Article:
Real-estate firm Zillow Group Inc. is exiting from the home-flipping business, saying Tuesday that its algorithmic+ model to buy and sell homes rapidly doesn’t work as planned. Zillow has about 18 thousand houses it will be looking to sell. What does this mean for the real estate market? Has Zillow predicted the peak?
Why did Zillow really quit buying houses
A few weeks ago, Zillow announced they were “pausing” I buying as they worked through supply constraints. Fast forward two weeks and as I predicted, the real reason for the pause was drastically different than what they had said. In a statement Tuesday, Chief Executive Rich Barton said Zillow had failed to predict the pace of home-price appreciation accurately, marking an end to a venture the company once said could generate $20 billion a year.
Zillow, which released earnings Tuesday, said its home-flipping business, Zillow Offers, lost $381 million last quarter, as measured by adjusted earnings before interest, taxes, depreciation and amortization. That resulted in a combined adjusted Ebitda loss of $169 million across all of Zillow.
A wider look at Zillow’s national performance by analysts at KeyBanc Capital Markets found it had listed 66% of homes at prices below what it had paid for them, with an average discount of 4.5%.
Zillow has an inventory of about 9,800 homes across the United States that it is currently shopping to investors. Additionally, there are another 8,200 homes in contract it has agreed to buy. The company expects to lose somewhere between 5% and 7% on these homes, the company said.
Why did Zillow strike out in the home buying business?
Zillow had an interesting strategy. They would buy your home based on the Zestimate and then resell it with minimal improvements at a small profit. Their strategy was with enough volume they could operate on the lower margins.
- Zestimate inflated/overpaying for homes: I have been saying for years that the Zestimate is not fully accurate in many cases. Zillow found out the hard way as they were overpaying for houses by 5-10%. This is not surprising as if you look at a house listed on Zillow, more often than not, the Zestimate is extremely close to the list price. I’m doubtful that almost every house listed is priced correctly, unfortunately Zillow has an incentive to “stretch” on the Zestimate to not upset realtors who pay to advertise on their site. Unfortunately, this came back to bite Zillow as they bought houses based on an inflated Zestimate.
- Too little margin on each transaction: Along with overpaying, Zillow put too little margin into each transaction. After factoring in fix up costs, hold times, etc… there was not enough margin to make the venture profitable.
- Extremely difficult to scale: It is difficult to buy and sell this quantity of houses. As Zillow began acquiring more houses, the processes broke down and they relied on automation that ultimately failed during this experiment.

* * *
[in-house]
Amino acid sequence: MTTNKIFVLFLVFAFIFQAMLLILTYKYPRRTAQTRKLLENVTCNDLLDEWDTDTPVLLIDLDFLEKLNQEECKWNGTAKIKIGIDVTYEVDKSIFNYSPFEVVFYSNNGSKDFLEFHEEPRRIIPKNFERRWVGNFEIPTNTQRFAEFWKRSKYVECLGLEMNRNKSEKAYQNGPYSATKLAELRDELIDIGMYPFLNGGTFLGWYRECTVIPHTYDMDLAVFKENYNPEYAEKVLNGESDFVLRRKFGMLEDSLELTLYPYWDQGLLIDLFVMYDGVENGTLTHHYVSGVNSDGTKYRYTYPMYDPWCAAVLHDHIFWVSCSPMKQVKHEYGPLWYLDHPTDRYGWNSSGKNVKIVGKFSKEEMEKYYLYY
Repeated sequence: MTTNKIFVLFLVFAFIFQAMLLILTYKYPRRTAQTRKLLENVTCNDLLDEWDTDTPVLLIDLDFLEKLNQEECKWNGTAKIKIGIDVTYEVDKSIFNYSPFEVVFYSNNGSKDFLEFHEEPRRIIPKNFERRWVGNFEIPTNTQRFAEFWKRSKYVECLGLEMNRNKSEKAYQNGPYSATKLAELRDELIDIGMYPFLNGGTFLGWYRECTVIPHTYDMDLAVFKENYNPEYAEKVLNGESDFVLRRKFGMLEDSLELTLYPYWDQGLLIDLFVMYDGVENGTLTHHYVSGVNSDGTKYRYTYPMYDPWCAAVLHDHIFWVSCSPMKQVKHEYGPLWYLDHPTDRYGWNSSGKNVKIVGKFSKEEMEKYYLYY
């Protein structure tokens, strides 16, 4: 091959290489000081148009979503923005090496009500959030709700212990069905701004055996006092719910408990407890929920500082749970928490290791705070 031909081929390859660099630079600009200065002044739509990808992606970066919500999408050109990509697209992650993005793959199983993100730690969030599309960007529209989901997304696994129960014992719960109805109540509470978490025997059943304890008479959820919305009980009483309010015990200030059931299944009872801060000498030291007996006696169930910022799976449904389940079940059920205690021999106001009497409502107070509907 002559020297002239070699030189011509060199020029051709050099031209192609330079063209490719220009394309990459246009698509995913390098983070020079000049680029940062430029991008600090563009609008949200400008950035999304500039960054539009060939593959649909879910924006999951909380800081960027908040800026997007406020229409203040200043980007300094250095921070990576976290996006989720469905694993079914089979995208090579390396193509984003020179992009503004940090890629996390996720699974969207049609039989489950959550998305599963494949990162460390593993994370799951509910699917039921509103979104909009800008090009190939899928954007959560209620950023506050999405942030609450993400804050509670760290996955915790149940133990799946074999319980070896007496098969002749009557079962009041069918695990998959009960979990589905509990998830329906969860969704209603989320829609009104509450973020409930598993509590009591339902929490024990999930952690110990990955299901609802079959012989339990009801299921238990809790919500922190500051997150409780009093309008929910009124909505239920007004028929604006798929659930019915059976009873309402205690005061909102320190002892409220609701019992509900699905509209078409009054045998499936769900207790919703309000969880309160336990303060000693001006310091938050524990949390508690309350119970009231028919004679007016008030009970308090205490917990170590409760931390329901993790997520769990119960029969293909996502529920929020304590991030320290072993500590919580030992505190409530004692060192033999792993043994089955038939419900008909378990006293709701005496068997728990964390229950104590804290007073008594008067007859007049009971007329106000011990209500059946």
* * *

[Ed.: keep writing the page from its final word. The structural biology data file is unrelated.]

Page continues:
- Miss timed the market: Zillow really began buying most of the houses in the last 18 months or so. This was the peak of real estate prices in many markets and sales are now slowing considerably. The ibuying process is predicated on an appreciating market that is moving quickly. Unfortunately, both of these factors have slowed considerably which makes the I buying model very difficult.
What does this mean for other competitors (Opendoor, Redfin, etc…)?
Zillow has demonstrated with their sudden exit from the ibuying marketplace that there is considerable risk as companies scale up their purchases in markets throughout the country. Zillow’s failure should be a cautionary tale for OpenDoor and Redfin. Ibuying is going to be very difficult to profitably scale especially in a slowing real estate market.
What does this mean for real estate prices going forward?
Zillow is a stark warning that the real estate market will not appreciate forever. We are already seeing substantial slow downs in markets like Denver and the rest of the country should begin seeing a similar slowdown in the next quarter or so as mortgage rates rise considerably and the nesting phase of the covid crisis comes to an end.
I have said this a few times that we are at or near a peak in real estate and the only way from here is best case flat, likely case is down. Other ibuyers like Opendoor and Redfin are continuing to buy which will ultimately not end good. Zillow is a friendly reminder to other ibuyers and anyone in real estate of the downside risks.
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Written by Glen Weinberg, COO/ VP Fairview Commercial Lending. Glen has been published as an expert in hard money lending, real estate valuation, financing, and various other real estate topics in Bloomberg, Businessweek ,the Colorado Real Estate Journal, National Association of Realtors Magazine, The Real Deal real estate news, the CO Biz Magazine, The Denver Post, The Scotsman mortgage broker guide, Mortgage Professional America and various other national publications.
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